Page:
Was it fun? Worth playing?

For a gamer who can enjoy rather than chafe at the simplicity of old games, sure! It was actually more enjoyable than I expected it would be, partly due to the fact that I played the remastered version which had changed the game mechanics. I’m not sure I could’ve toughed it out through the original, which had no Phoenix Downs and required you to lug KOed members back to towns for resurrection.

The story and world were pretty basic, of course, and as I noted in my “Who Are You?” roleplay discussion, the characters were more avatars than characters, as interesting as we made them out to be.  The game really did have a certain charm, despite its stock fantasy simplicity; it did have many of the beloved game and story elements that have made Final Fantasy enduring. I could believe that FFI hooked enough players to rescue Square from near-bankruptcy. Even odd little things like the iconic black mage with the Jawa eyes contributed to making it just…a little…different.

The retro graphics and music were good bonuses.

Discussion of the story/world/ending (such as it was):

Now, about that story. One of the fun parts of Final Fantasy fandom are the worlds, characters, and plot. This game didn’t have much of the above, and what it did have was sketchy, but there were a few interesting head-scratchers to ponder. I gather that Dissidia Final Fantasy has picked up on some of these loose ends.

So, spoilers ahead for the game ending, particularly the First Ever Final Fantasy Time Loop Mind Screw:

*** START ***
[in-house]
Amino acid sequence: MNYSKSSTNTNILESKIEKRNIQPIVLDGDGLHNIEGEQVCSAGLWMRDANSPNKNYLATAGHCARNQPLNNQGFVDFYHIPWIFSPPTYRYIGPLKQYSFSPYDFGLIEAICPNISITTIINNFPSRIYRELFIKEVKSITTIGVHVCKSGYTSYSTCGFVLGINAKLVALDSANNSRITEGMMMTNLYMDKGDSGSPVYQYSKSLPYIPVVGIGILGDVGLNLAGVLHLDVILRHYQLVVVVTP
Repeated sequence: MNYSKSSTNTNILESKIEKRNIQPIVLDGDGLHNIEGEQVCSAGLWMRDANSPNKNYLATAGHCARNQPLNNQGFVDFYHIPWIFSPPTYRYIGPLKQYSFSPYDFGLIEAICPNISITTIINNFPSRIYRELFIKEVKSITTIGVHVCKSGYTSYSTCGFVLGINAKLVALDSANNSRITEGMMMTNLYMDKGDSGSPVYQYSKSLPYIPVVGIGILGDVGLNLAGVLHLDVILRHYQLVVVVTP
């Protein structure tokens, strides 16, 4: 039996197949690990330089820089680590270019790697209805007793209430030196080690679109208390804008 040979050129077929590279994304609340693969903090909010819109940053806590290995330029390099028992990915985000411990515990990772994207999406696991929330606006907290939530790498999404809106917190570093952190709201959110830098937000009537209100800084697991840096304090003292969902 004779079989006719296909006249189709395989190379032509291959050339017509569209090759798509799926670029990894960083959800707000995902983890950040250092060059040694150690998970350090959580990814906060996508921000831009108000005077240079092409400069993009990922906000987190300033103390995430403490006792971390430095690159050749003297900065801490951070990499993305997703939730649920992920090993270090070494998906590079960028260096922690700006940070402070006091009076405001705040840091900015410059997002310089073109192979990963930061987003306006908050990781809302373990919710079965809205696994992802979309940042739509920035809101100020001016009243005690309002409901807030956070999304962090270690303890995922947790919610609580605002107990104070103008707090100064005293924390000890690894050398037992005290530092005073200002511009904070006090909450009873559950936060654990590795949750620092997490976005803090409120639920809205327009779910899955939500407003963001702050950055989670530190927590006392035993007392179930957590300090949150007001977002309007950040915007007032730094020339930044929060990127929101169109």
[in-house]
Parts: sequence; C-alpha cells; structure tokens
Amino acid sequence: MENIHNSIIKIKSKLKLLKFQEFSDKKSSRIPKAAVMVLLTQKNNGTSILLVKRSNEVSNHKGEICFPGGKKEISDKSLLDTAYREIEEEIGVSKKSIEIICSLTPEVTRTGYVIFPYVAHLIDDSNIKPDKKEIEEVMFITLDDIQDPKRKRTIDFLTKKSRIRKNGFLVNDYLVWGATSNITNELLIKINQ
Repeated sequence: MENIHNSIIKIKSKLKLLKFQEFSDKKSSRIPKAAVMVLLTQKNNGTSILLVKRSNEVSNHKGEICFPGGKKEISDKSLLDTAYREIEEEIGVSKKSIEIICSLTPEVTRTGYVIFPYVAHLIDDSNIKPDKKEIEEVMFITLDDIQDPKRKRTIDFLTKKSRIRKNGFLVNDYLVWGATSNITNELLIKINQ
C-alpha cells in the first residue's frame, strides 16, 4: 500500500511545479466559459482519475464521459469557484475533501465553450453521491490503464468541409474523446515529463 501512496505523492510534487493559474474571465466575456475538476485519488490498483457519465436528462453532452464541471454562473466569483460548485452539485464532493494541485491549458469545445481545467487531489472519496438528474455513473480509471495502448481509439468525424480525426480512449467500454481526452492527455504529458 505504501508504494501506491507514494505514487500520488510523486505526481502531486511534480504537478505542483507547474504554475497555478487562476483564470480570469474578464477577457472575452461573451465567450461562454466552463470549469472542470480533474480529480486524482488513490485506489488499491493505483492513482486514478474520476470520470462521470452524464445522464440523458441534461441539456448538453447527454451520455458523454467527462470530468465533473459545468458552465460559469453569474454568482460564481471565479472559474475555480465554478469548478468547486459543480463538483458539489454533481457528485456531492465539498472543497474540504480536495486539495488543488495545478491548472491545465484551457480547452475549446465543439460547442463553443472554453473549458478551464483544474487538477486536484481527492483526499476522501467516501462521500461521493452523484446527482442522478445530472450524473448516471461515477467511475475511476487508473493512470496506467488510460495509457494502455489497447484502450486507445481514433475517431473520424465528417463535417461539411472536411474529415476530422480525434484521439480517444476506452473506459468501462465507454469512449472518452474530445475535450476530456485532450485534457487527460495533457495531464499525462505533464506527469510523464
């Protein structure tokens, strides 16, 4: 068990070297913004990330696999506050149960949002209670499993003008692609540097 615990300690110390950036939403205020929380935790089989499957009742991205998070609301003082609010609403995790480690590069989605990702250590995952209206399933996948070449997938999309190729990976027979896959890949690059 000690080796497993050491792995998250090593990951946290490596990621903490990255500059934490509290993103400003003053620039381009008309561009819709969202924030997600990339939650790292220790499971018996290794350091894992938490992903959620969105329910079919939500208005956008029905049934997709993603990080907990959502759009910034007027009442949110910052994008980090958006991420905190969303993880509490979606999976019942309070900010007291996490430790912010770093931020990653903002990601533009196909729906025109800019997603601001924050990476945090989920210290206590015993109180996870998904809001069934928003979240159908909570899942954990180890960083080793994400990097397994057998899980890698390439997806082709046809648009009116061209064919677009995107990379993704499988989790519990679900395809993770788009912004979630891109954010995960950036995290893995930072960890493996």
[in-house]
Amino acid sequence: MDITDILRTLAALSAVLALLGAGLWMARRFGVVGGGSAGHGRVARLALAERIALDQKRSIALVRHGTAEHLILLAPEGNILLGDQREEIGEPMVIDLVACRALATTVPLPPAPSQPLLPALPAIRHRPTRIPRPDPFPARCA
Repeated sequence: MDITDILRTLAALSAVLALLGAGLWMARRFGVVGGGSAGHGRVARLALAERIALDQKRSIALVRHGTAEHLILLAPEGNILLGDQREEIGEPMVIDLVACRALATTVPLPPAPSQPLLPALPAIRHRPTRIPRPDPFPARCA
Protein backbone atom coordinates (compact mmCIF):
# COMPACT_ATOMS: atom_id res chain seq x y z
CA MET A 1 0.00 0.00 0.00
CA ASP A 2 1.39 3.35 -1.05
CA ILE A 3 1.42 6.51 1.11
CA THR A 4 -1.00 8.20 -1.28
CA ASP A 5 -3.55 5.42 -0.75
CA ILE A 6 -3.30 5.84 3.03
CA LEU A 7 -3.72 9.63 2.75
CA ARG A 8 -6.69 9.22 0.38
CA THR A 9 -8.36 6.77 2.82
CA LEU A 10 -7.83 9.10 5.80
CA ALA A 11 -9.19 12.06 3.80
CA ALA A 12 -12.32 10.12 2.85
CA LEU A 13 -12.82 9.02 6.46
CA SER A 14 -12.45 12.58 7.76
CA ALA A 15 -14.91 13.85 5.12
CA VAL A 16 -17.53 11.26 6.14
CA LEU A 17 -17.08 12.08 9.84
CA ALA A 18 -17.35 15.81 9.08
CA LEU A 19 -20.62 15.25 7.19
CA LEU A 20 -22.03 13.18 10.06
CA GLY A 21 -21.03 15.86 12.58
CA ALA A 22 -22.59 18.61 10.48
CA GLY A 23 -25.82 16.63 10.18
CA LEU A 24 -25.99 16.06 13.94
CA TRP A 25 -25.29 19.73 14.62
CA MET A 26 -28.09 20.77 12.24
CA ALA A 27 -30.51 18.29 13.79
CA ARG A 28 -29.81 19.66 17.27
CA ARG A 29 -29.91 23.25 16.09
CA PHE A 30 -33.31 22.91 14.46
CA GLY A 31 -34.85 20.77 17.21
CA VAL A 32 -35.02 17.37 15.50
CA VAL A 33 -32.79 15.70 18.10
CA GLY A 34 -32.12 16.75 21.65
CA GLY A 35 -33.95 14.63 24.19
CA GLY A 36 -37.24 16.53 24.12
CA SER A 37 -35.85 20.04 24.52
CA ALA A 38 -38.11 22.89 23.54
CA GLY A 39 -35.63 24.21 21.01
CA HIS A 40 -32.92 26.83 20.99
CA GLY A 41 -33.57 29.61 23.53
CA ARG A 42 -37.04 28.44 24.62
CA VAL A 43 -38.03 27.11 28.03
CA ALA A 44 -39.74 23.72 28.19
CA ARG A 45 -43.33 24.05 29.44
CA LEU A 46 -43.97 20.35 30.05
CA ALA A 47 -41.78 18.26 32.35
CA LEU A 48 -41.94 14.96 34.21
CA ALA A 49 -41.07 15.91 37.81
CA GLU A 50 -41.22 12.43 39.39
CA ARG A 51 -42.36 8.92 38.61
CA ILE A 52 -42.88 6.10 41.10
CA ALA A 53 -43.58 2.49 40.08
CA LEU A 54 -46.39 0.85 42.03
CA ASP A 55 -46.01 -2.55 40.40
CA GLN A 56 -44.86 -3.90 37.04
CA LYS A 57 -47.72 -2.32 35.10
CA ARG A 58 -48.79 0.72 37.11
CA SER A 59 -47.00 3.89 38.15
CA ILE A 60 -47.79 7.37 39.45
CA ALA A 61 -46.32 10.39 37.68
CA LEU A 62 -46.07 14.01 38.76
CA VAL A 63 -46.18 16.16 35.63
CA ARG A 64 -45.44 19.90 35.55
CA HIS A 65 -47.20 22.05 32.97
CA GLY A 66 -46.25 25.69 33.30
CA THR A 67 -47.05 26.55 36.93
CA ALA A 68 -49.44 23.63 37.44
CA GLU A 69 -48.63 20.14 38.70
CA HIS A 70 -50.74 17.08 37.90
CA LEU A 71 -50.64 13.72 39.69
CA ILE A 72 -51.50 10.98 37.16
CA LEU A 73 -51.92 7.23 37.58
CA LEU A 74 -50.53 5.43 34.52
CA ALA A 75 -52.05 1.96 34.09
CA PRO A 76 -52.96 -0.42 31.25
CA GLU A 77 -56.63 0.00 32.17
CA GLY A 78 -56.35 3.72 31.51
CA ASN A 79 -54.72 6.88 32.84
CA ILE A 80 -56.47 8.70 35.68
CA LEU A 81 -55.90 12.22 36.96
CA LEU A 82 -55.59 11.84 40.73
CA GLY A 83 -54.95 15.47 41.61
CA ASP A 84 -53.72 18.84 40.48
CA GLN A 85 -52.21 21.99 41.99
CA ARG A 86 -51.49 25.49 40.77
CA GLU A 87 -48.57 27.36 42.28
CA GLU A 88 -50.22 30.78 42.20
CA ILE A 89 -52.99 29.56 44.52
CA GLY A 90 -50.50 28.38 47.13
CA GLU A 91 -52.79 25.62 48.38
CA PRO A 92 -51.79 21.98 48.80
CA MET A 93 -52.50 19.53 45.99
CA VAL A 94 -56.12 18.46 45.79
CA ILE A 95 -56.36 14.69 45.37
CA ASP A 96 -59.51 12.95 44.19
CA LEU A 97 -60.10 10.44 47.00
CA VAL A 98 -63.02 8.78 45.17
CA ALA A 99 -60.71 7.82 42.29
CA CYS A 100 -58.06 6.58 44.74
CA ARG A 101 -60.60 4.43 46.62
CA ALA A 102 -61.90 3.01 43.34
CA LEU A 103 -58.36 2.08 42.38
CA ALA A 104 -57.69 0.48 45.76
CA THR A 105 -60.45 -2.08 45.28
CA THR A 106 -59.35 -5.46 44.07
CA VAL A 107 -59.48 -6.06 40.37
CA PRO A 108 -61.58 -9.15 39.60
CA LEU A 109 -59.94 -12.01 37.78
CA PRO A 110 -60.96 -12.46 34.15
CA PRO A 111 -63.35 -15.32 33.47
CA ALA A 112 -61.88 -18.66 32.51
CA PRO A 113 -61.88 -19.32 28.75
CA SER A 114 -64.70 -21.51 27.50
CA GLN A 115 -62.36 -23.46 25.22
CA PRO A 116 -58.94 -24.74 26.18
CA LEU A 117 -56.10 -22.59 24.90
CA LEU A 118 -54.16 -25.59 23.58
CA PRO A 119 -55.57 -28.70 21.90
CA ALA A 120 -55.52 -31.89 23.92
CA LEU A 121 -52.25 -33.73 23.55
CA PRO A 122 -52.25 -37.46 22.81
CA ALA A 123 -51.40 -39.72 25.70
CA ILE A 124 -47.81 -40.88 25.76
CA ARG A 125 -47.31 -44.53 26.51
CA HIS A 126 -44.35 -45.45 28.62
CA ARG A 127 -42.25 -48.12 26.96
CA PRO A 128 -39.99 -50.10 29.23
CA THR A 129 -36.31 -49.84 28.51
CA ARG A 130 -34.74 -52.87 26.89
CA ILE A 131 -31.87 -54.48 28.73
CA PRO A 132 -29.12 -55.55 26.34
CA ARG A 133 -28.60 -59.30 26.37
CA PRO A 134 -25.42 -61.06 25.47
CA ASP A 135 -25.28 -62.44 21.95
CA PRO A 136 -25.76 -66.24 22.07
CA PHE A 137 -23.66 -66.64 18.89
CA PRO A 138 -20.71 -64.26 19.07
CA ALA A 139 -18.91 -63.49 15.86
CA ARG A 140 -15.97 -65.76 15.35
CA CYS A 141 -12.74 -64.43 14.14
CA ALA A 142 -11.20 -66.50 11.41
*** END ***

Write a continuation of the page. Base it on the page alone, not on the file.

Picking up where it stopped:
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“The Best Stories I Ever Lived”: The Role of Roleplay in Final Fantasy

So what is roleplaying in Final Fantasy games, and in video games? Whose roles are we playing? And how do we play and experience those roles?

Final Fantasy I screencap:

Final Fantasy I (remake) screencap. Who are “you”: the character? the player? the author? an observer? Also, who defines/names the character? Who IS the character: a believable person, or just an avatar, a cursor?

FFXIII Screencap: Lightning asks Fang, "Who are you?"

Final Fantasy XIII screencap: Same questions, different answers. Also, notice who’s asking: in-game’s “you” is simultaneously an out-of-game “she” or “they.” Pronoun shift means a POV shift. The double-vision “you” of RPGs makes for a complex experience.

Roleplaying is, at its fundamental level, a giant game of “let’s pretend,” toying with the question, “Who are you?” Roleplaying games are systems that codify and expand our ability to define that “you.” At the same time, roleplaying games are about them: the characters we roleplay.

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Discussion: Final Fantasy’s D&D Origins

D&D figures vs Final Fantasy Figures

My D&D figures battle my Final Fantasy figures for the last remaining die from my basic D&D set.

I had always recognized the D&D elements embedded in Final Fantasy. However, the games I played first were VIII, X, and VII, the PSX games which diverge the most from FF’s Dungeons & Dragons roots.

These roots are plain to see in Final Fantasy I. Stripped clean of its successors’ additions and complexities, FFI is clearly a video game adaptation of  vintage, first edition Advanced Dungeons & Dragons, just like many other video games of that period.

Playing Final Fantasy I hits me with a double whammy of nostalgia, both for later Final Fantasy games and for my formative years playing AD&D as a teen and young adult. In a way, the D&D throwbacks help me know what it’s like for old-school Final Fantasy gamers revisiting the games they played as kids.

Here’s just some of the D&D borrowings I noticed while playing this game.